LifeStream Massage School opens Nevada City campus
February 11, 2014
LifeStream Massage School is opening a campus in Nevada City. LifeStream has been in business for more than 25 years in the Napa Valley, training massage therapists to work in the spas there, as well as to begin private practices and work in gyms and chiropractic offices throughout the area.
The new school will offer a basic 250-hour certification program in massage that begins Feb. 22. The classes will be from 10 a.m. to 6 p.m. every other Saturday and Sunday at Full Life Yoga Studio, 204 Providence Mine Road, Nevada City.
Students learn a full body Swedish massage, as well as a full body LifeStream massage. The school evolved over the years to serve the growing spa business in the Napa Valley.
For the first years of its existence, LifeStream Massage School was part of the Meadowood Resort in the hills above St. Helena. The school director ran the Spa at Meadowood, and the instructors worked as massage therapists there.
Scott Adams, the school director, explains: "At Meadowood we served presidents of the United States, governors, politicians of every type, sports heroes, movie stars, rock stars, CEOs of major corporations, every kind of high-end client you could imagine.
"What we kept hearing in our spa, over and over again, was a request for massage that was deeper than Swedish massage but not as intense as deep tissue massage. In those days, all our therapists were trained in 10-session deep tissue work called Deep Tissue Integration, which was a spin off of Rolfing."
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Based on client requests for a massage that is between Swedish and deep tissue, the school came up with the LifeStream massage. It gets into the muscles much more deeply than Swedish massage, but it's flowing and uses a lot of strong, soothing counter motions with the fists and forearms. The LifeStream technique is not so focused and time consuming as deep tissue work, and it feels good, according to LifeStream.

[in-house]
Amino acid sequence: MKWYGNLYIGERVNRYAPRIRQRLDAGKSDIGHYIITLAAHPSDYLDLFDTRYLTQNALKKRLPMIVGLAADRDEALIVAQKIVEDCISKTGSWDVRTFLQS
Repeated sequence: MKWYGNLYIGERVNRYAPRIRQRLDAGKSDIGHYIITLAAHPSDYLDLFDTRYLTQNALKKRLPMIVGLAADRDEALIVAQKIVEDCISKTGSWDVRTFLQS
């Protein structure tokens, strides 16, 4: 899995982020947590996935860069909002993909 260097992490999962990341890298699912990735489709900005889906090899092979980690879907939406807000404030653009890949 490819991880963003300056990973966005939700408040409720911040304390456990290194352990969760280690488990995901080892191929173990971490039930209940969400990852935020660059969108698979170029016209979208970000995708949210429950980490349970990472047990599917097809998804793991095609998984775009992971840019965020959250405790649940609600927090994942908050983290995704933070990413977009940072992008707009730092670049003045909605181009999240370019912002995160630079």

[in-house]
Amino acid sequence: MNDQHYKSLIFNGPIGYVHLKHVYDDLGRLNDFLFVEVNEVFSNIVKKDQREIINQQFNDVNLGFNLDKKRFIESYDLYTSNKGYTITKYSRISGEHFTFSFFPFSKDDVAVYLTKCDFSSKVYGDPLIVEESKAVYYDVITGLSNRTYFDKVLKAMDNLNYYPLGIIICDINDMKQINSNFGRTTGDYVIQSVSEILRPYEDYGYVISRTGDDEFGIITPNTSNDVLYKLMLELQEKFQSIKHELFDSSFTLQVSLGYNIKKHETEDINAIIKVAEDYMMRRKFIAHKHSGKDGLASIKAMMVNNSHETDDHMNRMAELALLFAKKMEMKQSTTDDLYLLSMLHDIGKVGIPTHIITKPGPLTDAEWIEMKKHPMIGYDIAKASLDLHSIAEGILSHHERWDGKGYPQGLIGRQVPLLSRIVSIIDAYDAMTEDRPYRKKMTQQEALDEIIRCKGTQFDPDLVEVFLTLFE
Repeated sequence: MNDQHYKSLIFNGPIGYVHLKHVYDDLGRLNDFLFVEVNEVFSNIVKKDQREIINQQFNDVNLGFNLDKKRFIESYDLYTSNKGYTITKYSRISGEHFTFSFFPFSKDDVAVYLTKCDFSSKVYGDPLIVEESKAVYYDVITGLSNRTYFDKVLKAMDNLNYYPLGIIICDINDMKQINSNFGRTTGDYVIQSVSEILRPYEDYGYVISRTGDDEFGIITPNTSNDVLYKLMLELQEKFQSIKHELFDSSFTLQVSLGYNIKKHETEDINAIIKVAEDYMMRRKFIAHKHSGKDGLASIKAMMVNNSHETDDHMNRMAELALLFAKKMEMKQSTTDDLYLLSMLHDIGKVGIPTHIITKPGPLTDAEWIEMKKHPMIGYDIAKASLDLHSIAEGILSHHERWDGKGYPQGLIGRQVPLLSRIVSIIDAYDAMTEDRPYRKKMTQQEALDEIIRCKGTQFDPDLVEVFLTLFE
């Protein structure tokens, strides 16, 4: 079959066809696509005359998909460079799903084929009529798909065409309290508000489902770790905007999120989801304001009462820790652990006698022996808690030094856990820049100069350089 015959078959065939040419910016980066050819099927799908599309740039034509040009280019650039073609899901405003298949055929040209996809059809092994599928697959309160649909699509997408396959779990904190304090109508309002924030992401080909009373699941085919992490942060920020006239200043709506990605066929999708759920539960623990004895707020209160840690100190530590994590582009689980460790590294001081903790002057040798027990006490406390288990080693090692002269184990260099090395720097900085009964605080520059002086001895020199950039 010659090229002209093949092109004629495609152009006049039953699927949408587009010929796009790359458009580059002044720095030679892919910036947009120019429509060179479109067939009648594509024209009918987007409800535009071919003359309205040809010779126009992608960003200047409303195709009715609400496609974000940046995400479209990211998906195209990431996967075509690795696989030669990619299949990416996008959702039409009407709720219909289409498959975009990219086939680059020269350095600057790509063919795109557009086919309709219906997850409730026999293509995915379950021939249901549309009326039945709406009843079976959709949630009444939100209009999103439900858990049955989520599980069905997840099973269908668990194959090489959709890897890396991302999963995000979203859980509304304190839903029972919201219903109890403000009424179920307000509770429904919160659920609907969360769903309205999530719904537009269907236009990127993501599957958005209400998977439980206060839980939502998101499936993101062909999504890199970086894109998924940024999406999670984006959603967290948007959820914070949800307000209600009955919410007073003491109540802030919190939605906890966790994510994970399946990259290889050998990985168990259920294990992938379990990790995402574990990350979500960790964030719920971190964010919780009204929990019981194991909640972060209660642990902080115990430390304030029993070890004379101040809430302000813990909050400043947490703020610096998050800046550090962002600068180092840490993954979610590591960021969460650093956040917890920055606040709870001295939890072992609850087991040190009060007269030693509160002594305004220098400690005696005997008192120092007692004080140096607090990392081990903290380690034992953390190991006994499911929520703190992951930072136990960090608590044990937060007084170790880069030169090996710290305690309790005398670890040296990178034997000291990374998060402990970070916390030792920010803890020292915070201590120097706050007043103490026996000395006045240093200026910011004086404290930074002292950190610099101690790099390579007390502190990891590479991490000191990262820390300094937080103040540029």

The organization has taught the technique for more than 20 years.
In addition to Swedish and LifeStream massage styles, students also learn hand and foot reflexology, are given an introduction to chair massage and receive 100 hours of core curriculum. The core curriculum is a relatively new requirement by the California Massage Therapy Council, which was created by the State of California Assembly to govern the massage profession in California. It includes instruction on health and hygiene, business, sexual ethics, basic anatomy and physiology and contraindications for massage.
For students wanting to advance and learn more skills, LifeStream offers more than 1,000 hours of advanced classes, including Tui Na (Chinese sports massage), acupressure, deep tissue, advanced anatomy and body work.
LifeStream Massage School can be reached at 707-812-5120 or on the Web at http://www.Lifestreammassageschool.com.
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